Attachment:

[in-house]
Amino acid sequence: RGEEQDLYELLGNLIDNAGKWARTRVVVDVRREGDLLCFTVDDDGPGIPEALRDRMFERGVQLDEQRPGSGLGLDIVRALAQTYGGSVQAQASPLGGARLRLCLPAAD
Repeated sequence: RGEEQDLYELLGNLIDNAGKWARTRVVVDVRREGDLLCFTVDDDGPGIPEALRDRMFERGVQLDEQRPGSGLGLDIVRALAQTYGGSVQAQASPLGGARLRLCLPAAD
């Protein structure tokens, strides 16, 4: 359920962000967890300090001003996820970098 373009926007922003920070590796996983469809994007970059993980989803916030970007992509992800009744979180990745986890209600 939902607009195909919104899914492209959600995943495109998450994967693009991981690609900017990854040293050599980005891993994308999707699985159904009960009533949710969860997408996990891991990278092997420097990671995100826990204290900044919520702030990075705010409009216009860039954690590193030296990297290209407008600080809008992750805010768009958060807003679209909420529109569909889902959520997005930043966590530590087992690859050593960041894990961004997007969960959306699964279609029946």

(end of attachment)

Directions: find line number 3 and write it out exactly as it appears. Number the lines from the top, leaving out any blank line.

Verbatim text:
Repeated sequence: RGEEQDLYELLGNLIDNAGKWARTRVVVDVRREGDLLCFTVDDDGPGIPEALRDRMFERGVQLDEQRPGSGLGLDIVRALAQTYGGSVQAQASPLGGARLRLCLPAAD